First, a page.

2. As a responsible citizen I write this letter to assure you, as well as my co-citizens, that India has nothing to fear from Islamic State, Al Qaeda, or their affiliated kooks…because it is they who fear India!  I state this with complete confidence, because Al Qaeda founder (late) Shri Osama bin Laden has himself admitted that AI Qaeda is terrified of India. Shri Laden made this admission in August 2005 during an exclusive interview granted to the recondite and highly redacted investigative-speculative reporter (late) Ghatotkacha Hidimbi Bhimasena, who was my dear friend and in some sense a kindred soul.  

3. Alas, Ghatotkacha’s original online post of  his interview with Osama bin Laden has mysteriously disappeared from the Internet—I suspect the Watchers of Pakistan’s Inter-Services Intelligence Directorate may have cast it into their already Laden Recycle Bin.  Sadly too, Ghatotkacha himself has vanished without trace under mysterious circumstances.

Ghatotkacha’s original post at http://creative.sulekha.com/india-too-dangerous-for-al-qaeda_102378_blog – now mysteriously vanished like him

4. Fortunately, however, I have been able to procure an offline copy of this historical 2005 interview in my capacity as Sole Legatee of Shri Ghatotkacha’s worldly and other-worldly assets.  I present below the complete transcript of the interview, and request you to give it wide publicity so that Indian citizens may rest assured that we have nothing to fear from IS, Al Qaeda or any affiliated kooks.

Jai Hind!

India too dangerous for Al Qaeda

[Ghatotkacha Hidimbi Bhimasena, 2005]

Osama bin Laden has announced that Al Qaeda will not attack India. The reason: it’s too dangerous for his terrorists.

In a 12-minute videotaped interview, aired by the little-known Dubai-based Al Nakhli channel last Friday, the tired-looking terror-lord is seen standing on a parched, rubble-strewn plain along with a masked man holding an AK-56 assault rifle. In the backdrop looms what appears to be a bombed-out house. Speaking in a monotone, and with frequent pauses to wave a fist or gaze at the sky, Laden says that he and his followers will continue to target ‘evil’ Western nations and their interests across the world. “But we will shun India,” he declares. “India is a land already destroyed by its own leaders, its people terrorized beyond our reach.”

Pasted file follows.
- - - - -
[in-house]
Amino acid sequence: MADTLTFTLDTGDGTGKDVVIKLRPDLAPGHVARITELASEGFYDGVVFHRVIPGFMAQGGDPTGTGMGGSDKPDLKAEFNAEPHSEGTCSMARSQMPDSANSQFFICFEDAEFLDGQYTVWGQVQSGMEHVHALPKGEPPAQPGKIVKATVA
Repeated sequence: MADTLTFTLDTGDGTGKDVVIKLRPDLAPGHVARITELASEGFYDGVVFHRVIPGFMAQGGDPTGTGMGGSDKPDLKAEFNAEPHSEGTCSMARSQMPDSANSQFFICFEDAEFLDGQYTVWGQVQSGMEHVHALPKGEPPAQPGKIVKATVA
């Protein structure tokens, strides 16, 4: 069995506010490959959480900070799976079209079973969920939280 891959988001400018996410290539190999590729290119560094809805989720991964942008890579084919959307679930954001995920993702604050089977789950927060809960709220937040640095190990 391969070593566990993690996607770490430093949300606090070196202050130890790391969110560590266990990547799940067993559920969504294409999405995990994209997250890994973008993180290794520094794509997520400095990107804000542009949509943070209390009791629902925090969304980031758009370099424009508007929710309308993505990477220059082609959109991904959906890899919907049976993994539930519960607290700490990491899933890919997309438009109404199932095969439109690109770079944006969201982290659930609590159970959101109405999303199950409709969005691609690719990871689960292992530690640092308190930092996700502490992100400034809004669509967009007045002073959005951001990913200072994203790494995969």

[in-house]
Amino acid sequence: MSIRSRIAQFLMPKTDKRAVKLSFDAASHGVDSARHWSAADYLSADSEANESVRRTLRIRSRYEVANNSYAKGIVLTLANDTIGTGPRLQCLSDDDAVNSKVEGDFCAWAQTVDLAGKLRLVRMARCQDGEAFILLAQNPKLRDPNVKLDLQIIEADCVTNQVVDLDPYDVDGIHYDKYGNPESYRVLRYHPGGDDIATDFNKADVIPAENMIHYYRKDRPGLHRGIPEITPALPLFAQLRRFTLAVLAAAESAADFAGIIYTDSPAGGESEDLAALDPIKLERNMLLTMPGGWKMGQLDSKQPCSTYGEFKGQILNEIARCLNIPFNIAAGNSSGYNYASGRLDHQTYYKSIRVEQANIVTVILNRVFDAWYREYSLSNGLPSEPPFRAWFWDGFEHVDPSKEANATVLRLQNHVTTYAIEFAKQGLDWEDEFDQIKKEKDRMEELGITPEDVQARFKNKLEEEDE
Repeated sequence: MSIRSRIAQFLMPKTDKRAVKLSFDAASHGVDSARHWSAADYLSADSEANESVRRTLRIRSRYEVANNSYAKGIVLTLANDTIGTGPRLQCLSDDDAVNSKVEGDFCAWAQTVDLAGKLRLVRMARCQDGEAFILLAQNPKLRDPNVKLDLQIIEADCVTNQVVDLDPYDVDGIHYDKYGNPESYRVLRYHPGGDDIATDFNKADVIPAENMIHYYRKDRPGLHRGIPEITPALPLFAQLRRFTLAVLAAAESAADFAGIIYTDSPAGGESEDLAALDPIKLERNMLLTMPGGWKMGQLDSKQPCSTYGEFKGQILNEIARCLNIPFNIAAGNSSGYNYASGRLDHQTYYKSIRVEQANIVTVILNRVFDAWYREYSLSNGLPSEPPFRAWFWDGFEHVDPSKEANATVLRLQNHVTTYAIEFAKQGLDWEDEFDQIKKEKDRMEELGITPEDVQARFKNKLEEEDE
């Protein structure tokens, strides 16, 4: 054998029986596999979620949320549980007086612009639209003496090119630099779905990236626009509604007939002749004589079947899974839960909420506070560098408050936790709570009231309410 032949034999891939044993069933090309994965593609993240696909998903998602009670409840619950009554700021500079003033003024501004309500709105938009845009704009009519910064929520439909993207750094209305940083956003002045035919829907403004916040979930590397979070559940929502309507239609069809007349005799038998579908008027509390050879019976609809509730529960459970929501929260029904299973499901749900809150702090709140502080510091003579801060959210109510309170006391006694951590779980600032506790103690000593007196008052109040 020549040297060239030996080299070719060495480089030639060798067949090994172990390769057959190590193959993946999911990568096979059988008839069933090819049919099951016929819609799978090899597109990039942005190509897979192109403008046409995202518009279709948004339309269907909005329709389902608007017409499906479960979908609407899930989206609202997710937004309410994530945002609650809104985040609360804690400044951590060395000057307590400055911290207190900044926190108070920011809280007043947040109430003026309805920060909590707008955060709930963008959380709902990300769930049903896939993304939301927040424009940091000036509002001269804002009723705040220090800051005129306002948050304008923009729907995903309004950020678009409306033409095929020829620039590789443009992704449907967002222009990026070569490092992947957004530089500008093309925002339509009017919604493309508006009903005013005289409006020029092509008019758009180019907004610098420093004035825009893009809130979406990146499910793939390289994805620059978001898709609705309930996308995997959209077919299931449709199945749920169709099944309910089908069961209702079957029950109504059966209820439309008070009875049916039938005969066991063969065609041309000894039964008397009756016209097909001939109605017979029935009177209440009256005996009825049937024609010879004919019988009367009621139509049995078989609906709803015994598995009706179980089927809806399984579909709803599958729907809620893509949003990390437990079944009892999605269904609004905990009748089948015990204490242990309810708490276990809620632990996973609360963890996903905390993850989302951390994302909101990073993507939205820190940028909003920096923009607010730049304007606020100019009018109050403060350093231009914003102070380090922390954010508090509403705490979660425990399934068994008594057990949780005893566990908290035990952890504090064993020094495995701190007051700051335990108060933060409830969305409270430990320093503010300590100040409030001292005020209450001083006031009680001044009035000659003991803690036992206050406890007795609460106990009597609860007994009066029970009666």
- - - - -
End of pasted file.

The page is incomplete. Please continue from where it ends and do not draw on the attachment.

In Langley, US anti-terror specialists have tentatively identified Laden’s masked companion as Al Kali Feroz Sulfait, an expert in chemical detonators. In Delhi, security agencies say the taped interview appears to be genuine. “Judging from the bombed-out appearance of the rocky slope in the background, the interview could have taken place somewhere in the lawless northwestern districts of Pakistan,” remarked a spokesperson for RAW. However, other officials expressed doubts, albeit off the record. “That interview could have taken place in the equally lawless mining districts ruled by Pappu Yadav in Bihar,” remarked a senior Intelligence Bureau official on conditions of anonymity. “Or perhaps, in a granite quarry in Bhai Thakur’s Bhayandar, in suburban Mumbai. My personal feeling, though, is that the tape was made somewhere amidst the bleak and rocky Delhi-Gurgaon badlands. That derelict building in the backdrop has all the unmistakable marks of a freshly-constructed DDA apartment block.”

Cynical? Undoubtedly so. Indeed, it is precisely this couldn’t-care-a-damn attitude about India’s security that distresses bin Laden. A few excerpts from the interview:

Q: Why have you spared India from attacks by Al Qaeda?

Laden: (with great bitterness). “One cannot set fire to ash. The Indians are deadened to terror. India is a land where the most dreadful atrocities are being carried out on the people daily, not by terrorists but by the government itself. Al Qaeda has tried to strike India, yes…but we failed.

Q: Could you clarify?

Laden: For instance, some years ago we set off a small improvised explosive device and sent a train off a bridge in Kadalundi, in Kerala. Our cadres claimed credit, but what was the Indian response? The railway authorities blamed the disaster on a sudden cyclonic storm that swept in from the sea and blew the train off the bridge — even though the event took place on a calm, cloudless night! As for the media and general public, from the very start they held the railways responsible for the event. They said the bridge was 125 years old and had given way under the weight of the train; they said corrupt railway officials had swallowed all the money meant for the maintenance of the tracks; some even alleged that the locomotive wheels had fallen off because they were fakes, the original wheels having been stolen and sold to scrap dealers. The more Al Qaeda tried claiming credit for the operation, the less credence was given to our claims. People went to the extent of saying the Indian government itself was putting out ‘false’ claims by Al Qaeda to deflect attention from its own failures…(shakes head in disgust)